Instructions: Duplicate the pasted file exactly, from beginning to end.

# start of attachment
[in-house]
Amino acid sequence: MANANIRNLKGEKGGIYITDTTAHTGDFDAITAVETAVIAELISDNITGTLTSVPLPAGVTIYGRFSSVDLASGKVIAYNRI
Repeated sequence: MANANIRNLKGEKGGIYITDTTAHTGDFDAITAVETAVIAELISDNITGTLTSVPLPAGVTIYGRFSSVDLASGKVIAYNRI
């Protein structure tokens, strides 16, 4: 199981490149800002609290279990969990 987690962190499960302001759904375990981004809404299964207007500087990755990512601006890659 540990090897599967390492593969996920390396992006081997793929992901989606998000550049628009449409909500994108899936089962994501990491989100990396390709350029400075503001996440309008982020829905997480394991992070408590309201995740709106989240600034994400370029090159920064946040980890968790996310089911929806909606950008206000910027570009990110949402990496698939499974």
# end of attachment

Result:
[in-house]
Amino acid sequence: MANANIRNLKGEKGGIYITDTTAHTGDFDAITAVETAVIAELISDNITGTLTSVPLPAGVTIYGRFSSVDLASGKVIAYNRI
Repeated sequence: MANANIRNLKGEKGGIYITDTTAHTGDFDAITAVETAVIAELISDNITGTLTSVPLPAGVTIYGRFSSVDLASGKVIAYNRI
């Protein structure tokens, strides 16, 4: 199981490149800002609290279990969990 987690962190499960302001759904375990981004809404299964207007500087990755990512601006890659 540990090897599967390492593969996920390396992006081997793929992901989606998000550049628009449409909500994108899936089962994501990491989100990396390709350029400075503001996440309008982020829905997480394991992070408590309201995740709106989240600034994400370029090159920064946040980890968790996310089911929806909606950008206000910027570009990110949402990496698939499974």